After his death in 1986, Croes was proclaimed Libertador di Aruba. At a convention in The Hague in 1990, at the request of Aruba’s Prime Minister, the governments of Aruba, the Netherlands, and the Netherlands Antilles postponed indefinitely its transition to full independence. The article scheduling Aruba’s complete independence was rescinded in 1995, although the process could be revived after another referendum.

History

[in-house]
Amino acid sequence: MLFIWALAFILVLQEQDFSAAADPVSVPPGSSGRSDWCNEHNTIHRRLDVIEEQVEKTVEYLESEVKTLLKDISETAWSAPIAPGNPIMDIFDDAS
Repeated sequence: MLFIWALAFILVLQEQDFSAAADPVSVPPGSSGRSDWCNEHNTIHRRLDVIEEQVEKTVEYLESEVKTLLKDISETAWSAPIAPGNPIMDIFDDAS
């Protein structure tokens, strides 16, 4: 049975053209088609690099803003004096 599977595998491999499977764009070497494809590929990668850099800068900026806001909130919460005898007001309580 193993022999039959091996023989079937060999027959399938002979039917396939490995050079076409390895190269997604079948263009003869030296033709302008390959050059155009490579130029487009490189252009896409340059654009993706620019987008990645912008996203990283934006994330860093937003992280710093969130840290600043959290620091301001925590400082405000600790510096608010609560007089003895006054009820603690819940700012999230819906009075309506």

The capital, Oranjestad Aruba’s first inhabitants are thought to have been Caquetío Amerindians from the Arawak tribe, who migrated there from Venezuela to escape attacks by the Caribs. Fragments of the earliest known Indian settlements date back to 1000 AD. As sea currents made canoe travel to other Caribbean islands difficult, Caquetio culture remained more closely associated with that of mainland South America. Europeans first learned of Aruba following the explorations for Spain by Amerigo Vespucci and Alonso de Ojeda in the summer of 1499. Both described Aruba as an “island of giants”, remarking on the comparatively large stature of the native Caquetíos compared to Europeans. Gold was not discovered on Aruba for another 300 years. Vespucci returned to Spain with stocks of cotton and brazilwood from the island and described houses built into the ocean. Vespucci and Ojeda’s tales spurred interest in Aruba, and Spaniards soon colonized the island.[6][7] Because it had low rainfall, Aruba was not considered profitable for the plantation system and the economics of the slave trade.[citation needed] Aruba was colonized by Spain for over a century. Simas, the Cacique, or chief, in Aruba, welcomed the first Catholic priests in Aruba, who gave him a wooden cross as a gift. In 1508, the Spanish Crown appointed Alonso de Ojeda as its first Governor of Aruba, as part of Nueva Andalucía. Arawaks spoke the “broken Spanish” which their ancestors had learned on Hispaniola.[citation needed] Another governor appointed by Spain was Juan Martínez de Ampiés. A cédula real decreed in November 1525 gave Ampiés, factor of Española, the right to repopulate Aruba. In 1528, Ampiés was replaced by a representative of the House of Welser. The Dutch statutes have applied to Aruba since 1629.[clarification needed] The Netherlands acquired Aruba in 1636. Since 1636, Aruba has been under Dutch administration, initially governed by Peter Stuyvesant, later appointed to New Amsterdam (New York City). Stuyvesant was on a special mission in Aruba in November and December 1642. The island was included under the Dutch West India Company (W.I.C.) administration, as “New Netherland and Curaçao”, from 1648 to 1664. In 1667 the Dutch administration appointed an Irishman as “Commandeur” in Aruba. The Dutch took control 135 years after the Spanish, leaving the Arawaks to farm and graze livestock, and used the island as a source of meat for other Dutch possessions in the Caribbean.[citation needed] During the Napoleonic wars, the British Empire took control over the island, between 1799 and 1802, and between 1804 and 1816, before handing it back to the Dutch.[8] During World War II with the occupation of the Netherlands in 1940 the oil facilities in Aruba came under the administration of the Dutch government-in-exile in London, and Aruba continued to supply oil to the British and their allies.